Mon | May 29, 2017

Inappropriate 'gun salute'

Published:Saturday | April 3, 2010 | 4:00 AM

The Editor, Sir:

On March 31 and April 1 the Gleaner carried two letters, one written by Anthony O'Gilvie and the other by Kameika Fullerton-Delisser, respectively, both commenting on your editorial of March 30, titled 'The shaming of Champs'. I would like to comment on these letters, but before doing so let me declare that I am a very proud old boy of Kingston College.

Both of these letters were critical of your editorial for the following reasons: (i) you imputed motive to the athlete in making the gesture; (ii) there is a culture of gun salute in the society, even among executives and some young people to 'buss a few blanks'; (iii) showboating has always been a part of athletics; (iv) there were other inappropriate behaviour on display by athletes and spectators; (v) demoralising to the athlete who worked hard to represent his school, and this would bring him and his school into disrepute; (vi) your space should have been used to praise athletes and their coaches.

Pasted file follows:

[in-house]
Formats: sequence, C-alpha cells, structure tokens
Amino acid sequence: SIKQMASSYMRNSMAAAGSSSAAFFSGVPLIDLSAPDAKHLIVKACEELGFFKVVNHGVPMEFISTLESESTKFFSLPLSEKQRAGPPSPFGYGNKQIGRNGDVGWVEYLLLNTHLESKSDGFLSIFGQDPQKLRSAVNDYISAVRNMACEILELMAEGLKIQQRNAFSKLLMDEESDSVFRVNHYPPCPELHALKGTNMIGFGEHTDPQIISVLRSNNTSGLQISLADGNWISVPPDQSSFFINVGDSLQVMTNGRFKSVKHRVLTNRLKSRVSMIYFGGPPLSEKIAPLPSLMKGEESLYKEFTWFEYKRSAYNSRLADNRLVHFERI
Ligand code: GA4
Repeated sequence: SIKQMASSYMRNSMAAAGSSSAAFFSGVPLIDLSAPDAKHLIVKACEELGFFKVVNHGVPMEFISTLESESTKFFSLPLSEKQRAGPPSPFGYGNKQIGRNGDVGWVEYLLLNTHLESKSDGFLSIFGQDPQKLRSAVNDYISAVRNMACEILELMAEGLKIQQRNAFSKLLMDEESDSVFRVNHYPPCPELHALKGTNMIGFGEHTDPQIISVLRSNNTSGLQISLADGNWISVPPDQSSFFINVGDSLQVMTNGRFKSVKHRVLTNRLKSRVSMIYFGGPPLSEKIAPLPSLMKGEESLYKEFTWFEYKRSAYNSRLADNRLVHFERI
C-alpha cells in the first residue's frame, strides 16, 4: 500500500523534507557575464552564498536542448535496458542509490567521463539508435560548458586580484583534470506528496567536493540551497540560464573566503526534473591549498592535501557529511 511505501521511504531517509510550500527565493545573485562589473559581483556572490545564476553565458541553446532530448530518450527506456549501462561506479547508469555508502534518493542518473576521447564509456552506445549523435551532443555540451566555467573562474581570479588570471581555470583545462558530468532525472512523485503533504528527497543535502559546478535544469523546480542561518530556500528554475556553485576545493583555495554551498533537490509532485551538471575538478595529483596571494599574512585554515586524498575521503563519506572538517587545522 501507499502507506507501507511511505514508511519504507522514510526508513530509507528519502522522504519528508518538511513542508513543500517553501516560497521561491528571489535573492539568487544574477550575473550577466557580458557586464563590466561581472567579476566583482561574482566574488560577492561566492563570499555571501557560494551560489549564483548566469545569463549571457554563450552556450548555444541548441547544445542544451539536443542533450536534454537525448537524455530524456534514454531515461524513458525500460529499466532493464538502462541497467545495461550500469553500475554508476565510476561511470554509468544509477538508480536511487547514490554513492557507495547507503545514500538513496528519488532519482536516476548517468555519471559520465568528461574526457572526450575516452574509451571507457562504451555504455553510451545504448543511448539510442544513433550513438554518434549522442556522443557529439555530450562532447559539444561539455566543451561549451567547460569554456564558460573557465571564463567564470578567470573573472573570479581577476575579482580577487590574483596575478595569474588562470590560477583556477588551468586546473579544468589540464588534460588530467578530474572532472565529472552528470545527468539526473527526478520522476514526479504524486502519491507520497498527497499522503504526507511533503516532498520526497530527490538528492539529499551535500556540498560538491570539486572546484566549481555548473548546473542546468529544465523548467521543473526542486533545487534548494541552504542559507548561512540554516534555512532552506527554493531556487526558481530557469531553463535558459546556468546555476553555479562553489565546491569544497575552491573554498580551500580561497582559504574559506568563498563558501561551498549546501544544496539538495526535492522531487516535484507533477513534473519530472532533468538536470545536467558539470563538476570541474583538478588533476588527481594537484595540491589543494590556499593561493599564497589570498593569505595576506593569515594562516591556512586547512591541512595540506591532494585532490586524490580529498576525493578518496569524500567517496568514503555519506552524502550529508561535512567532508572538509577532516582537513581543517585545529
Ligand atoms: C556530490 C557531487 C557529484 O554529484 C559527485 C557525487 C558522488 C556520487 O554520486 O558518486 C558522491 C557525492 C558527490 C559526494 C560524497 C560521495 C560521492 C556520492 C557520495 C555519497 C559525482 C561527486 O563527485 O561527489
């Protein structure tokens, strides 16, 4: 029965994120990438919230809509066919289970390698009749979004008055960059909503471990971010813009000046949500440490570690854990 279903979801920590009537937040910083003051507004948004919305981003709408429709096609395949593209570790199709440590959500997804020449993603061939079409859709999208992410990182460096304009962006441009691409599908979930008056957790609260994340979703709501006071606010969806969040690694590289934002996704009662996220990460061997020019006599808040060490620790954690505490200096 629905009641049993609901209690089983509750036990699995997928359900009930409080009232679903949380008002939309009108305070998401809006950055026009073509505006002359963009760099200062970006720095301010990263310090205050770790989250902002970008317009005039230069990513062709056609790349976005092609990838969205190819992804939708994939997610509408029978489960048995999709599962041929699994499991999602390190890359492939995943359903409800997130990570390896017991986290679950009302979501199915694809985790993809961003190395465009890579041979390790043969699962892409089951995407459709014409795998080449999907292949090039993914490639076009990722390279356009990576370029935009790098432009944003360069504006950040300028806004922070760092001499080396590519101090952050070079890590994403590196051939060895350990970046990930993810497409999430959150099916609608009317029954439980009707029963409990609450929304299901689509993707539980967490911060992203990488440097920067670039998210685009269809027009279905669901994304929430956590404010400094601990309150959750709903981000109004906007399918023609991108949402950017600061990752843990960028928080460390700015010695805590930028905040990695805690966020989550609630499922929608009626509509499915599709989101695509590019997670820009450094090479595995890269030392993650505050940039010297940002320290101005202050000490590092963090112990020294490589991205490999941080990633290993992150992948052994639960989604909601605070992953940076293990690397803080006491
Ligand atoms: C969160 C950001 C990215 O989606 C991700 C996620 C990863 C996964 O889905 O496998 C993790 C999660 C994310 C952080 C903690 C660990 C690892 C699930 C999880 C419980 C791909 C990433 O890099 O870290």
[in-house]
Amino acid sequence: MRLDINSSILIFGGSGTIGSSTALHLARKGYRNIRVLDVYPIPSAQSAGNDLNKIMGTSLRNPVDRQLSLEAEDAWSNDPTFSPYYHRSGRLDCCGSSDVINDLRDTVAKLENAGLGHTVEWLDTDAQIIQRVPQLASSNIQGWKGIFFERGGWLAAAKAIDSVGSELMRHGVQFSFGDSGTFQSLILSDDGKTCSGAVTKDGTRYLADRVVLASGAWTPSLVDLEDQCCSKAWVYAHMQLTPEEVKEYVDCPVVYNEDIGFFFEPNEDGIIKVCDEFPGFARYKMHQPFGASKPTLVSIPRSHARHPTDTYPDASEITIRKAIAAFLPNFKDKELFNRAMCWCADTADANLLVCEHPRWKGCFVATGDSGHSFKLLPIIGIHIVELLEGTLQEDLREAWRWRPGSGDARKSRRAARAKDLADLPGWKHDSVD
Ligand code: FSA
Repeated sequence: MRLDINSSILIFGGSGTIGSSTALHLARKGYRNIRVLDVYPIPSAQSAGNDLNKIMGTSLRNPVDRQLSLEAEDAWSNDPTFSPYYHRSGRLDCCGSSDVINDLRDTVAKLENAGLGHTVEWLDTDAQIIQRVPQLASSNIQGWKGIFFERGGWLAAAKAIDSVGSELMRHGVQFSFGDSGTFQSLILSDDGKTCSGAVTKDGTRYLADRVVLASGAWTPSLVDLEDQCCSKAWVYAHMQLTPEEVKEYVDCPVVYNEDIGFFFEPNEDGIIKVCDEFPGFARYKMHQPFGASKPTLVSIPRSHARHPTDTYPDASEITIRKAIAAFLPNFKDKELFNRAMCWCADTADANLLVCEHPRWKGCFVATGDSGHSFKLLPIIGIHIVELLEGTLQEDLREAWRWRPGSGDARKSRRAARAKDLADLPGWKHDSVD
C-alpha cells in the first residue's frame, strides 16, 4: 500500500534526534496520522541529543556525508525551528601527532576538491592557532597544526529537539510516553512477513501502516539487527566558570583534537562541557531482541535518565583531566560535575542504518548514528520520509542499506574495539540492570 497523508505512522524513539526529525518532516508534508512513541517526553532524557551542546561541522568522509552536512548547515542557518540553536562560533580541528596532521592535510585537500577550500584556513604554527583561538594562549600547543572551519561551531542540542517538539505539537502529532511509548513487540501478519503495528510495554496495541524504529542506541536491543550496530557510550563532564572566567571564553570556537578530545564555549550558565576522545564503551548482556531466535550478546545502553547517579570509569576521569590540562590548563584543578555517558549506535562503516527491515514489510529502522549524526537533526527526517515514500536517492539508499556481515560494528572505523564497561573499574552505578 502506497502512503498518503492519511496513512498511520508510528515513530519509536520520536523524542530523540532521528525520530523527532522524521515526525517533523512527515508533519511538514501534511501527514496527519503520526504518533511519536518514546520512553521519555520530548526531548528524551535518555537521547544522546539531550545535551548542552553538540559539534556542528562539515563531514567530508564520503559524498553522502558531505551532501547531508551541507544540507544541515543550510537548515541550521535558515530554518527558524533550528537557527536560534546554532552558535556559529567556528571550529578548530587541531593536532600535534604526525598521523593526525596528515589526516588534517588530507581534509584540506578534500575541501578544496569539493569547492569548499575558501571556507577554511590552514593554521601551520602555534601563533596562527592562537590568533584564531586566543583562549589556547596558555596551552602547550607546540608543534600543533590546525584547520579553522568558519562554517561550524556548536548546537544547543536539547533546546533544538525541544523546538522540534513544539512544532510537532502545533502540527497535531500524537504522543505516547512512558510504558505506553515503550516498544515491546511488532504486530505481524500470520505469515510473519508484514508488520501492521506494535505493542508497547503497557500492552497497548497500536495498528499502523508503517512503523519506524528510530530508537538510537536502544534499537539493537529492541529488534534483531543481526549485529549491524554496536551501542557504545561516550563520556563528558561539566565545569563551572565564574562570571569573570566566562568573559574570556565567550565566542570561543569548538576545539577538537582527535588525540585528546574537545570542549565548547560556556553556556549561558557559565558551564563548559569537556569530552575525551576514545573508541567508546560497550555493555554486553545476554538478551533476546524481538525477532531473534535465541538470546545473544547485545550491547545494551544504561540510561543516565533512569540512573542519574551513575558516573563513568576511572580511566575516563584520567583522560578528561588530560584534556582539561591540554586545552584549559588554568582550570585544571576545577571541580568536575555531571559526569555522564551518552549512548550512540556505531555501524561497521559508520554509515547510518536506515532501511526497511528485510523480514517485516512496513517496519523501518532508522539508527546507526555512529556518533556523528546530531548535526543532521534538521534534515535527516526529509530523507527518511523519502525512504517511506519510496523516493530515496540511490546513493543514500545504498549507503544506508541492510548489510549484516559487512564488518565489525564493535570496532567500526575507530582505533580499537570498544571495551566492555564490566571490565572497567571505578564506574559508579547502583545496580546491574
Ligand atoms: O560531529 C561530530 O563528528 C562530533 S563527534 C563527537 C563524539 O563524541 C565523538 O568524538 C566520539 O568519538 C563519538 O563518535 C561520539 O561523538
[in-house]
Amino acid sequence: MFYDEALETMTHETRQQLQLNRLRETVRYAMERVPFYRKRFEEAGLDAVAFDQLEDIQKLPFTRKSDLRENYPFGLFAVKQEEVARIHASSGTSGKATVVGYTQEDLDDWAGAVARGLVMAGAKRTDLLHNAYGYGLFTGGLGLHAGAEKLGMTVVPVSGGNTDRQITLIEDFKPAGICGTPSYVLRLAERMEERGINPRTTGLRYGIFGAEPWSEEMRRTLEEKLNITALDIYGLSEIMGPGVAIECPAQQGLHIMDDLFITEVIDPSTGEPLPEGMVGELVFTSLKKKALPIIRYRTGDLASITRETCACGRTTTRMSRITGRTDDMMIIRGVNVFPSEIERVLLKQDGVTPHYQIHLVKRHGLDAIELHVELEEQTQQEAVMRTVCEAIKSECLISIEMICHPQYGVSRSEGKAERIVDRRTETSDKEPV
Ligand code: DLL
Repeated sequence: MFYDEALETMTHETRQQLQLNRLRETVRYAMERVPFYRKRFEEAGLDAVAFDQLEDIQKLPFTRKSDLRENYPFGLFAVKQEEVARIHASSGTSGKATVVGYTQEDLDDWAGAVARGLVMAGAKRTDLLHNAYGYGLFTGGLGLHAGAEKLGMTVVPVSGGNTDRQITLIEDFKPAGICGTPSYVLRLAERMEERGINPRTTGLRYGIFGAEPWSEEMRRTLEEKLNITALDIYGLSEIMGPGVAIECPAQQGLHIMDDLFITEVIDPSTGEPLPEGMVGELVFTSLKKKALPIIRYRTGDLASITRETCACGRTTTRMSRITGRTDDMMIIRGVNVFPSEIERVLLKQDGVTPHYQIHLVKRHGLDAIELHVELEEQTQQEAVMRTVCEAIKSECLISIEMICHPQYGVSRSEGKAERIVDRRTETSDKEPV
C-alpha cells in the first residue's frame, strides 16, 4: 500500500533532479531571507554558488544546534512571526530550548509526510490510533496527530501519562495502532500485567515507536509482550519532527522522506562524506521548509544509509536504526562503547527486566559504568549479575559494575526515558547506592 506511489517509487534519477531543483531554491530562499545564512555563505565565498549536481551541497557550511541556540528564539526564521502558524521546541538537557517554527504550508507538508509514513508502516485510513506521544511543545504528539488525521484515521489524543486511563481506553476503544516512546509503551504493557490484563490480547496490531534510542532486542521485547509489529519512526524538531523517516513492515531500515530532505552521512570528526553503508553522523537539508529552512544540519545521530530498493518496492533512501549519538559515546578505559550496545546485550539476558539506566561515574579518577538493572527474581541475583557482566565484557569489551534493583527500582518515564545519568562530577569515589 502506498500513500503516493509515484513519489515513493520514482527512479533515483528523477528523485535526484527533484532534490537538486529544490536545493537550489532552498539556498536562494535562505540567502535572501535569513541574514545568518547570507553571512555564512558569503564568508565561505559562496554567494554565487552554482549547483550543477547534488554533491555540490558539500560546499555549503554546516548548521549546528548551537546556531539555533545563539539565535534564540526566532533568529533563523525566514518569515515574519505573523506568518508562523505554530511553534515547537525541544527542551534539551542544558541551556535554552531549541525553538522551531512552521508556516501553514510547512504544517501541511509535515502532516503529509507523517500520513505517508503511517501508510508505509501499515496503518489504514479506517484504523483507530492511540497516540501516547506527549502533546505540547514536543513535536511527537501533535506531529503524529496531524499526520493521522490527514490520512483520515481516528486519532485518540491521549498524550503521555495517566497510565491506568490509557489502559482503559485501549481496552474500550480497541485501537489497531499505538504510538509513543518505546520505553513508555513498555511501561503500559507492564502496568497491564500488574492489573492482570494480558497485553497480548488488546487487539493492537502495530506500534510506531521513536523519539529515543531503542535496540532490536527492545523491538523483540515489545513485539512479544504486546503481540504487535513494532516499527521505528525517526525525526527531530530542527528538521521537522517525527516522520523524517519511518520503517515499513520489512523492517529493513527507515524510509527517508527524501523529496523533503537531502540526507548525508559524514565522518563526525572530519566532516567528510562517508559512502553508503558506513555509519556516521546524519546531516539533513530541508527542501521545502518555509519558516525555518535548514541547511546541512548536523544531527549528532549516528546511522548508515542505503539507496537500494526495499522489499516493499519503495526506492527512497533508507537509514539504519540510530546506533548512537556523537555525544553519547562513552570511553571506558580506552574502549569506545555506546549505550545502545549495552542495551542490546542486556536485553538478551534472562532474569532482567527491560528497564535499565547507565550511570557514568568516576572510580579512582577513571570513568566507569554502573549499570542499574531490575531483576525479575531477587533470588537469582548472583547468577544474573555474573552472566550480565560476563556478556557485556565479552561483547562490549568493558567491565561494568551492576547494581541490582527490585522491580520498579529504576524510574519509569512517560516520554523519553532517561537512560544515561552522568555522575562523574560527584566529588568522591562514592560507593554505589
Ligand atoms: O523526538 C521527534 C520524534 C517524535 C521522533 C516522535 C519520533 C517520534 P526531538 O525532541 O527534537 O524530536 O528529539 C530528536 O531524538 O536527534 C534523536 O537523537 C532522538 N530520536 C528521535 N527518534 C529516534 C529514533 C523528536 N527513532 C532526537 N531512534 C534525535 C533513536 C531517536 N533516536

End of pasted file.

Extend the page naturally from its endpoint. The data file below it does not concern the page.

The message

The annual inter-school athletic championship is part of the educational process of our high school students. Education, it should not be forgotten, is a social as well as a cognitive matter. this means that education is not simply about getting the arithmetic right and the spelling correct. An important part of education is learning to live in community, about what is and what is not appropriate behaviour.

It matters little what was the intent of the student athlete when he gesticulated in the manner which he did. What is of far more importance is the message which people looking on take from this gesture. The message which many would have received is that the gun is an instrument of celebration and that it is most appropriate to 'buss a few'. If no one tells our high school students that mimicking gun salutes is not appropriate beha-viour, especially when they see it around them all the time, they will internalise this behaviour as appropriate. Not because a particular behaviour is widespread does this mean that it is appropriate.

The behaviour being discussed presented the country with a 'teachable moment' and The Gleaner was correct in elevating the issue to its editorial space.

I am, etc.,

PETER-JOHN GORDON

peterjohn.gordon

@uwimona.edu.jm

SALISES, UWI